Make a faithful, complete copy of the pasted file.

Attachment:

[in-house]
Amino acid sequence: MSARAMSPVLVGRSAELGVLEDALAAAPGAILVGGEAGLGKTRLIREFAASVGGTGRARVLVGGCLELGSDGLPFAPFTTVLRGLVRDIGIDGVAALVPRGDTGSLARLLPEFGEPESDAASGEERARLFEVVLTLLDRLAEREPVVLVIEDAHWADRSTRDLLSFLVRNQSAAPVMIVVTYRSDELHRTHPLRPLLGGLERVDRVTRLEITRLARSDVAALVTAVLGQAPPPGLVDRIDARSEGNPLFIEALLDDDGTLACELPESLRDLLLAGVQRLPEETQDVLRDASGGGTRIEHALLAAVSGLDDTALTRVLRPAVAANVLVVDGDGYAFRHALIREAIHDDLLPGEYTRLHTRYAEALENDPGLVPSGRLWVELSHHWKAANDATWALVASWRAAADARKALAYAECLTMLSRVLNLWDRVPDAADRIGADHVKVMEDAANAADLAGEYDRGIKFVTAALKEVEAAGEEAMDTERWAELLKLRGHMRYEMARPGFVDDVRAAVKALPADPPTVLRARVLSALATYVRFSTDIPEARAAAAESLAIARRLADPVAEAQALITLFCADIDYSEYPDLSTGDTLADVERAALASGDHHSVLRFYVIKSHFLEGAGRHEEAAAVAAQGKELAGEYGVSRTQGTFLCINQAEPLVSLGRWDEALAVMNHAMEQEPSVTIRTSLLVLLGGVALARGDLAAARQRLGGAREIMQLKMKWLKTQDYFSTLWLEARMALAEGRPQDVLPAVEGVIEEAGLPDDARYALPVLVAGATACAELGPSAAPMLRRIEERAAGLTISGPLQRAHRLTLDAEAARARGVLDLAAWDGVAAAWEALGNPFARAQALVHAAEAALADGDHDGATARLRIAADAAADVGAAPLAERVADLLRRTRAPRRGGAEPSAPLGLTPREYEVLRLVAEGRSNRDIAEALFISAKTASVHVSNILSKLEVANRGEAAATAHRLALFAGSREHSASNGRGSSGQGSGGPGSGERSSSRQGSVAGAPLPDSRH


[in-house]
Amino acid sequence: MSARAMSPVLVGRSAELGVLEDALAAAPGAILVGGEAGLGKTRLIREFAASVGGTGRARVLVGGCLELGSDGLPFAPFTTVLRGLVRDIGIDGVAALVPRGDTGSLARLLPEFGEPESDAASGEERARLFEVVLTLLDRLAEREPVVLVIEDAHWADRSTRDLLSFLVRNQSAAPVMIVVTYRSDELHRTHPLRPLLGGLERVDRVTRLEITRLARSDVAALVTAVLGQAPPPGLVDRIDARSEGNPLFIEALLDDDGTLACELPESLRDLLLAGVQRLPEETQDVLRDASGGGTRIEHALLAAVSGLDDTALTRVLRPAVAANVLVVDGDGYAFRHALIREAIHDDLLPGEYTRLHTRYAEALENDPGLVPSGRLWVELSHHWKAANDATWALVASWRAAADARKALAYAECLTMLSRVLNLWDRVPDAADRIGADHVKVMEDAANAADLAGEYDRGIKFVTAALKEVEAAGEEAMDTERWAELLKLRGHMRYEMARPGFVDDVRAAVKALPADPPTVLRARVLSALATYVRFSTDIPEARAAAAESLAIARRLADPVAEAQALITLFCADIDYSEYPDLSTGDTLADVERAALASGDHHSVLRFYVIKSHFLEGAGRHEEAAAVAAQGKELAGEYGVSRTQGTFLCINQAEPLVSLGRWDEALAVMNHAMEQEPSVTIRTSLLVLLGGVALARGDLAAARQRLGGAREIMQLKMKWLKTQDYFSTLWLEARMALAEGRPQDVLPAVEGVIEEAGLPDDARYALPVLVAGATACAELGPSAAPMLRRIEERAAGLTISGPLQRAHRLTLDAEAARARGVLDLAAWDGVAAAWEALGNPFARAQALVHAAEAALADGDHDGATARLRIAADAAADVGAAPLAERVADLLRRTRAPRRGGAEPSAPLGLTPREYEVLRLVAEGRSNRDIAEALFISAKTASVHVSNILSKLEVANRGEAAATAHRLALFAGSREHSASNGRGSSGQGSGGPGSGERSSSRQGSVAGAPLPDSRH